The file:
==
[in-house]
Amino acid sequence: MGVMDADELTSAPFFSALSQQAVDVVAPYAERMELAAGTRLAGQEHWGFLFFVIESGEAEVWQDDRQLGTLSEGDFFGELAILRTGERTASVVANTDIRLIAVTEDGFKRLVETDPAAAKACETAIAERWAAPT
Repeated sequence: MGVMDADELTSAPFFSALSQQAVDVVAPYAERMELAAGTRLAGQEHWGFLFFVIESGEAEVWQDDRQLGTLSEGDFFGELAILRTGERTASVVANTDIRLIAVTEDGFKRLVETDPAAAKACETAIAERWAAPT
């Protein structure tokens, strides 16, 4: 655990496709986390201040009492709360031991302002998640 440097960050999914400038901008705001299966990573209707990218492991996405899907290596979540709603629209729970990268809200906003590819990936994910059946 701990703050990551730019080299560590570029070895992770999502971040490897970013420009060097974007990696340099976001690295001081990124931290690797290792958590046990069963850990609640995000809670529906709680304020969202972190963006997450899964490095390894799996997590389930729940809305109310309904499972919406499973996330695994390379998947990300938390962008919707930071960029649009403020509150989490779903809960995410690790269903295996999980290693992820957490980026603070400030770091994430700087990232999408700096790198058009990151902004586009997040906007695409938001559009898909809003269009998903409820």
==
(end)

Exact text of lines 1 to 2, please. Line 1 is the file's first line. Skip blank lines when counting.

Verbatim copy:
[in-house]
Amino acid sequence: MGVMDADELTSAPFFSALSQQAVDVVAPYAERMELAAGTRLAGQEHWGFLFFVIESGEAEVWQDDRQLGTLSEGDFFGELAILRTGERTASVVANTDIRLIAVTEDGFKRLVETDPAAAKACETAIAERWAAPT